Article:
It is 25 years since Terry Waite was released from captivity in Beirut
by Northern Life
It is hard for me to believe that it is now 25 years since I was released from captivity in Beirut.
It is often said that the older one gets the more quickly time seems to pass and I have to say that is true in my case. I don’t often look at photographs from the past but as I am writing a new chapter for Taken on Trust, the book that I wrote in my head during the years of solitary confinement, I did so recently as my publisher wanted to add some to a new Classic edition of the book which is coming out later this year.
Then, my hair was just turning grey and I looked pale and sallow; hardly surprising after having been kept in primitive conditions for so long! Many people ask me if I consider those days to be totally wasted years.
I was kept for almost five years and, during that time, I saw no one as I was blindfolded when anyone came into my cell and had only a very limited conversation with my guards who were not encouraged to talk with me.
At the time I thought that it was a total waste of time but recent years have shown that it was not so. Unknown to myself, during those long days spent totally alone, many things were happening to me.
To do any physical exercise was impossible as I was held in chains, but mental exercise could not be shackled and I wrote many books in my head as I had no pencil or paper. Taken on Trust was one such book.
I also learned how to appreciate silence and use it constructively and, years later, this resulted in my joining the Society of Friends, or Quakers as they are sometimes called. I have not abandoned my Anglican heritage as I am both a Quaker and an Anglican – I suppose you might call me a Quanglican!
The years alone taught me that silence is a precious gift and that solitude is totally different from loneliness. I have not felt lonely for years – in fact I can’t remember the last time I felt that way. I appreciate the Quakers for many reasons, not least because of their understanding of the value of corporate silence in worship and also because of their desire to observe fair and honest dealing in business. Many well- known companies were founded by Quakers. Cadburys, established at Bournville just outside Birmingham, developed one of the first schemes designed to enable workers to have decent housing and enjoy a fair share of the profits the company made.
Alas, the company is no longer in Quaker ownership and neither are many of the other large firms that started life in that way. However, the Society of Friends still campaign for fair business ethics, and Quakers the world over continue to be faithful in working for a more just and peaceful world. I don’t think that I would have ever had my life enriched by silence had I not experienced the years of captivity.
Another benefit that I have discovered is that the sympathy I have always had for those who find themselves on the margins of life – prisoners, the homeless and the deprived – has been transformed into empathy. By that I mean that now, having experienced what it is like to have nothing and to be treated as worthless, I can also feel what so many of the poor of this world feel. It is a good thing to have sympathy, but to have empathy and to be able to feel the sadness and despair that so many people in this world feel, is something else altogether.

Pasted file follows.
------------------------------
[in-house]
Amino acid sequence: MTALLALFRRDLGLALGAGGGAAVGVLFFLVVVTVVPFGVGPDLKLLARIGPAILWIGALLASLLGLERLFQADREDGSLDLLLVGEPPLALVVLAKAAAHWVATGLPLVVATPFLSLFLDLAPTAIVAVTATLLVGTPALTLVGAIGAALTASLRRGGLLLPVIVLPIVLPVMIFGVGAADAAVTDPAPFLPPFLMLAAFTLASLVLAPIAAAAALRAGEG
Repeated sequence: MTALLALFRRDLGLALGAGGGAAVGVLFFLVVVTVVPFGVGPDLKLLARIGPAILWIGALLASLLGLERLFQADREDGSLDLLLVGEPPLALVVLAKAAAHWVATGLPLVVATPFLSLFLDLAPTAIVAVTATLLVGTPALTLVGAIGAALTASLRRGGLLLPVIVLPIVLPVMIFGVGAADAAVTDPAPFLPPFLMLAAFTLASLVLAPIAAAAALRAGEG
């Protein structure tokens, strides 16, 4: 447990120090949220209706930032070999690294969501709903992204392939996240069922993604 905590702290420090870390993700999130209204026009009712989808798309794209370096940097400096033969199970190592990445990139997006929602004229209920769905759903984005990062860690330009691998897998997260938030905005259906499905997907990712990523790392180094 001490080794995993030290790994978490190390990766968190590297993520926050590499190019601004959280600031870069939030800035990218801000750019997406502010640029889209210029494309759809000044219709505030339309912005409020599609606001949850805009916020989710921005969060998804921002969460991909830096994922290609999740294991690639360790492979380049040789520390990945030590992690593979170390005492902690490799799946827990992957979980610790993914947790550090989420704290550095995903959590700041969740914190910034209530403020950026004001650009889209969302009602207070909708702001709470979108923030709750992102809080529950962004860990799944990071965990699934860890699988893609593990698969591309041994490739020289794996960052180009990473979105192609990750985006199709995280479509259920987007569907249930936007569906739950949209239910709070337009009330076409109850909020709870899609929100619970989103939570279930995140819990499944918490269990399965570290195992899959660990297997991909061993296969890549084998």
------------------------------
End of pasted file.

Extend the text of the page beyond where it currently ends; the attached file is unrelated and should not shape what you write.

Some time after being released I founded Hostage UK as a charity designed to assist the families of those taken hostage and also to provide a forum for those engaged in this field to receive training and share information. We hold conferences from time to time when various speakers will update the participants on latest developments in this area.
We normally have a speaker who has recently returned from captivity and at a recent conference one former hostage stood to speak. He told of how he had faced what mercifully proved to be a mock execution. He said that when the gun was put to the back of his head all he thought was “Will this hurt?” Now, after being released, he felt tremendous guilt because at the time when he thought his life was over he never thought of his family back home. I was able to say immediately that his reaction was perfectly normal. When I went through the same experience I thought exactly the same as he did.
Without a doubt, there is a great deal of suffering in this world, and every human being cannot escape it as life is not fair and some people, through no fault of their own, do suffer more than others. However, as I have said on many previous occasions, in most cases suffering need not totally destroy a life. Very often new and creative things can emerge from the most terrible situations.
Regular readers of this column will know that for many years I have been president of Emmaus UK, the organisation that enables homeless people return to so-called normal life. Well, recently our Royal Patron, the Duchess of Cornwall, attended a small reception in London to celebrate the event. Since I opened the first community in the UK in Cambridge a quarter of a century ago, we now have about thirty communities and are still growing, such is the need.
Readers might be interested to learn that we have a brand new community in Hull which I visited recently. Attached is a shop with a really interesting collection of renovated items for sale and an excellent coffee shop. I also went along to South Shields where we are in the process of converting an old building into a suitable community house and shortly will be starting up in that very needy part of the country. If you would like to know more, or if you would like to volunteer to help, or simply have a coffee, look up Emmaus on the web and you will find all details there.
Emmaus has outlets throughout Lancashire and Yorkshire, including Burnley, Mossley, Preston, Bradford, Leeds and Sheffield.